In unexpected places, a pew is still a pew
You’ve seen them on front porches, township buildings, public libraries, university hallways and maybe even in the foyer of a budget-minded restaurant. They often wear a ding or a scratch in their ripe old age from the Big Move. Some have a few blisters from recent neglect, or, as we imagine their past, they’ve had hard, cold, and lonely years not so long ago.
Pews relocated from churches can seem like the humane society dog that has been in the shelter far too long and now leans against the wall furthest from her pen door. These handcrafted pieces from mainline American history seem misplaced, forlorn, and even morose.
Yes, a church pew out of church can seem sad.
I’m not the only one who has noticed this. If you’ve ever walked into an antique shop, estate auction, bargain basement or indoor yard sale, you have overheard someone cooing over a well-weathered table, chair or dresser. “Aww, this?” They speak tenderly. “This just needs a little love.”
Church pews still need love. More specifically, they still do what they were built to do, and that is point us (or place us) to higher love.
I was sitting on a church pew against a wall in a family-owned rec center recently. This pew, which was parked right beside the basketball/volleyball court, came with its faded padded cushion that, if not original to the long piece with its slightly curved wooden back, was at least fifty-years-old.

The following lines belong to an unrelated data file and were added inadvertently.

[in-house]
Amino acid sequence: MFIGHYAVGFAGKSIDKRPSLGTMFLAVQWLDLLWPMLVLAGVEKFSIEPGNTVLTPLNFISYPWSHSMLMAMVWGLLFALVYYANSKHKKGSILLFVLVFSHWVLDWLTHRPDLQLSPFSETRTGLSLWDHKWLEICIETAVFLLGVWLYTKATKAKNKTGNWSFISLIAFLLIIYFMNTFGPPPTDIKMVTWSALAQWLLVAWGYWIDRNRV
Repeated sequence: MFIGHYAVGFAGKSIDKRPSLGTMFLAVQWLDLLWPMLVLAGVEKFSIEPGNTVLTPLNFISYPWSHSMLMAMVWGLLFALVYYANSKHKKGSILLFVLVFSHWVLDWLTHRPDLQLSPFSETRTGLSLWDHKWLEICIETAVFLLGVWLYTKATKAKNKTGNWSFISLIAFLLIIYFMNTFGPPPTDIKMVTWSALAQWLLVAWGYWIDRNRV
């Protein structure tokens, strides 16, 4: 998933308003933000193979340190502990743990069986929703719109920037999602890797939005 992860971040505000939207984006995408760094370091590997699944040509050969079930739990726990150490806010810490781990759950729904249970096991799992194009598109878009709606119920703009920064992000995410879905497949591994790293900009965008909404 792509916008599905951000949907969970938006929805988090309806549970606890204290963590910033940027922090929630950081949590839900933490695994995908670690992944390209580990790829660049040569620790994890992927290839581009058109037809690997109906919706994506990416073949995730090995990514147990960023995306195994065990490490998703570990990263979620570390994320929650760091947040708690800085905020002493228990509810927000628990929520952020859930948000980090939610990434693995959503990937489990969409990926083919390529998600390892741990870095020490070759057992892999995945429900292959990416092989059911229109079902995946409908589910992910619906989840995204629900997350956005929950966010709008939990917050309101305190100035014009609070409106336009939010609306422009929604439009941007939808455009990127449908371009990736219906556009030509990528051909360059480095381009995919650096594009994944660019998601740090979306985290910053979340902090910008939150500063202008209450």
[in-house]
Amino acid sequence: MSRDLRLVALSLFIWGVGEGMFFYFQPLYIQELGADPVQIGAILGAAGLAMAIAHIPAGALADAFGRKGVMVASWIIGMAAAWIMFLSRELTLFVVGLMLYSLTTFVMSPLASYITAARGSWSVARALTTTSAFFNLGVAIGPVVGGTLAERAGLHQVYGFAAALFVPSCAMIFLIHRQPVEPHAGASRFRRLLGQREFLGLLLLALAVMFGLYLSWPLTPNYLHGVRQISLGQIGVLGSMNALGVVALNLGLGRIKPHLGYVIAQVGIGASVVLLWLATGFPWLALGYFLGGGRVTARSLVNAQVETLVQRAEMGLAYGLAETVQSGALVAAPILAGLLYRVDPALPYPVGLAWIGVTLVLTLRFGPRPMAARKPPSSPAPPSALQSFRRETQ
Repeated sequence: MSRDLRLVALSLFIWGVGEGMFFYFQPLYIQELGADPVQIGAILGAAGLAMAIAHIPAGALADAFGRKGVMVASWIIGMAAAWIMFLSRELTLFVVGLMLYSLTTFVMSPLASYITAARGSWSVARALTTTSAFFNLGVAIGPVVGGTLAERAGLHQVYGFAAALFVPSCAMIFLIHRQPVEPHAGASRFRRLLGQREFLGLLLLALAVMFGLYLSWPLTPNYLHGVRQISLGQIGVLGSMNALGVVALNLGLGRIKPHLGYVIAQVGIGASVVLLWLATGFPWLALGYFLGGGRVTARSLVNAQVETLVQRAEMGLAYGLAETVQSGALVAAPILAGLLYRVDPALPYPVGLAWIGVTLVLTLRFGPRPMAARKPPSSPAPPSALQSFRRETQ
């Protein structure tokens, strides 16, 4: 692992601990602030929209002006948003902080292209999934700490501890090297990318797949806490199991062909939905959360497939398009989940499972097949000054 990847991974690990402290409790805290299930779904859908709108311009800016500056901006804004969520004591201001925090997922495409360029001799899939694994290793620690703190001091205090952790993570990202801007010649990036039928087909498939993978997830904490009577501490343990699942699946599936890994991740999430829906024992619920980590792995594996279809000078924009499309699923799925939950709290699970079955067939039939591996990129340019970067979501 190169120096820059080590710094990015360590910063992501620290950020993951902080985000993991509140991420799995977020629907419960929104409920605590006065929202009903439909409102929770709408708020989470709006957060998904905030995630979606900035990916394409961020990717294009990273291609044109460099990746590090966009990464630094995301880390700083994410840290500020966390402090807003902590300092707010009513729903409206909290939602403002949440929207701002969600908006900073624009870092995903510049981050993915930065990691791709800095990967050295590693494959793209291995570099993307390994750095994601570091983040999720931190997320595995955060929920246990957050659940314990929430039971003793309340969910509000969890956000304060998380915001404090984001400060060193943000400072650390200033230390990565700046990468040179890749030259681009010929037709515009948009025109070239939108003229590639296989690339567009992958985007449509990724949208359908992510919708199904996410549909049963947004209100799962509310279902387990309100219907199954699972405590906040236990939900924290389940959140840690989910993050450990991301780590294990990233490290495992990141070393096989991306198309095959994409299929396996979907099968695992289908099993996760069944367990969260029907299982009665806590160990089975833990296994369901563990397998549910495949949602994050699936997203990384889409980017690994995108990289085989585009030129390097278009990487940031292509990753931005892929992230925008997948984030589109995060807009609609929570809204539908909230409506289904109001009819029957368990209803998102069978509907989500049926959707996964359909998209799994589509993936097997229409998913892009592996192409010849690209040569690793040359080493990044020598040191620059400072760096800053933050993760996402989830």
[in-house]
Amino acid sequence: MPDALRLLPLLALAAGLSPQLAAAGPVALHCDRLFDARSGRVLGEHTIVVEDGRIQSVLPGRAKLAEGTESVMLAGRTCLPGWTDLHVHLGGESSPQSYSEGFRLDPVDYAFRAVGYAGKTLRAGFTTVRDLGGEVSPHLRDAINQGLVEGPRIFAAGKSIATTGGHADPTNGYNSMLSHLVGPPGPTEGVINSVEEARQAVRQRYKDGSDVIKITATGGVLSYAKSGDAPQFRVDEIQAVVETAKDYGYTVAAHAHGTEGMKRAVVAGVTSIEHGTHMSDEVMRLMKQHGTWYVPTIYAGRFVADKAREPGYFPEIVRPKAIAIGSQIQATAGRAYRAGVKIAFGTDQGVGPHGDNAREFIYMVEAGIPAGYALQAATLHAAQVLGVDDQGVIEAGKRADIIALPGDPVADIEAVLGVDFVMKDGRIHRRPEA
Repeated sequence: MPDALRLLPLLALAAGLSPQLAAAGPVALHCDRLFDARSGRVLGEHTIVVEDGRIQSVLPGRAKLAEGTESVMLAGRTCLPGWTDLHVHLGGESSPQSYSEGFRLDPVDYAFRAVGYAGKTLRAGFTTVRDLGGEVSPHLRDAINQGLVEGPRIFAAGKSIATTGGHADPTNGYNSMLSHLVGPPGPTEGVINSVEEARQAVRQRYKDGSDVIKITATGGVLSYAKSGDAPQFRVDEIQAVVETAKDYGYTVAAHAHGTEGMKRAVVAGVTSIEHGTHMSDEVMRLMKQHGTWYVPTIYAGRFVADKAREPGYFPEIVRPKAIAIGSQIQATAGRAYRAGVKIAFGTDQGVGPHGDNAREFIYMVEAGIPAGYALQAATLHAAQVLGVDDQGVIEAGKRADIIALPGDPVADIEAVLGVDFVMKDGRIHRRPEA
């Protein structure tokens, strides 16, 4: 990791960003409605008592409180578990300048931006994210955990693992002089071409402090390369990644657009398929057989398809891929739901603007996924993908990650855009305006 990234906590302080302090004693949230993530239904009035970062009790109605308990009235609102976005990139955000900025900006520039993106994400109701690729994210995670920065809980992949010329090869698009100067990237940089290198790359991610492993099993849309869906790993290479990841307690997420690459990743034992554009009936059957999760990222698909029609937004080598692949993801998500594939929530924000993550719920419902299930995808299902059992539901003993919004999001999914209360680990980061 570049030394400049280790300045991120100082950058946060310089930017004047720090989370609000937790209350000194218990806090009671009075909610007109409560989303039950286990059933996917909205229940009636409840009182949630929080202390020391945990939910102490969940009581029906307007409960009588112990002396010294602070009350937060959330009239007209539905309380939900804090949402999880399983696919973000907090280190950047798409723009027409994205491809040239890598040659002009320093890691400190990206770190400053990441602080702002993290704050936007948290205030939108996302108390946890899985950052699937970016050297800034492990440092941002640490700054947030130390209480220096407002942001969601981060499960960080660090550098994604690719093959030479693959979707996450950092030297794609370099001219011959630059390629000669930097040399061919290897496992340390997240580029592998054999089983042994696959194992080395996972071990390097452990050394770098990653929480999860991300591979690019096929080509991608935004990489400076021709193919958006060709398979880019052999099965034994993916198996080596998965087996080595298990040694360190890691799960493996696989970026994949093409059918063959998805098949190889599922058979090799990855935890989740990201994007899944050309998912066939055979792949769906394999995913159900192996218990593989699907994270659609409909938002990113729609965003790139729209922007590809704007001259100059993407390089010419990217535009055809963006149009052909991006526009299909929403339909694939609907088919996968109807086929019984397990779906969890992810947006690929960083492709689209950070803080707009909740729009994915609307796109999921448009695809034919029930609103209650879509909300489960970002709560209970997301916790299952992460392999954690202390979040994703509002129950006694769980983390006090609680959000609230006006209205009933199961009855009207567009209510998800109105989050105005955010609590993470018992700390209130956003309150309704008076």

Two of us were seated on this pew. The conversation was easy, free-flowing and relaxed. In the gentle lulls of our talking, I found myself thinking about this pew’s former life. It was easy for me to reconstruct some of the conversations that happened on this pew when it was new and its church was bustling.
Of course, there were the silver-haired ladies in their Sunday best who clustered right where I was on this pew all those years ago. In the era of small business farming, entire families crammed bumper to bumper here, too. High school friends who could barely stand because the sudden loss of their classmate was too much to experience also took seats where I was parked courtside, along with the extended family who made it to the memorial service of the soldier who never made it home from his tour overseas. The neighbors of the girl down the street who married also sat right where I was.
As volleyballs were bouncing in front of me, I thought about all of the people who heard the Words of God during those baptisms of those blessed babies and those teenage confirmands, those who heard the eulogies and stood to sing hymns about America on our national holidays.
We’ve heard the saying, “If these walls could talk…” Maybe when we have the opportunity to sit on a pew no longer in a sanctuary, we could listen to what message the pew will help us find.
I cannot substantiate this theologically or scripturally, but hold in my heart that a pew, which is a sacred seat in a sacred house, remains sacred no matter where it is. Something transformative can happen when we sit reverently like those who have taken these same seats ahead of us.
Settle down on a pew when you find one, even if in the moment you don’t think you have time to do so. You do have time. Let the pew do what it is designed to do—provide you with needed, intimate, and holy time with God.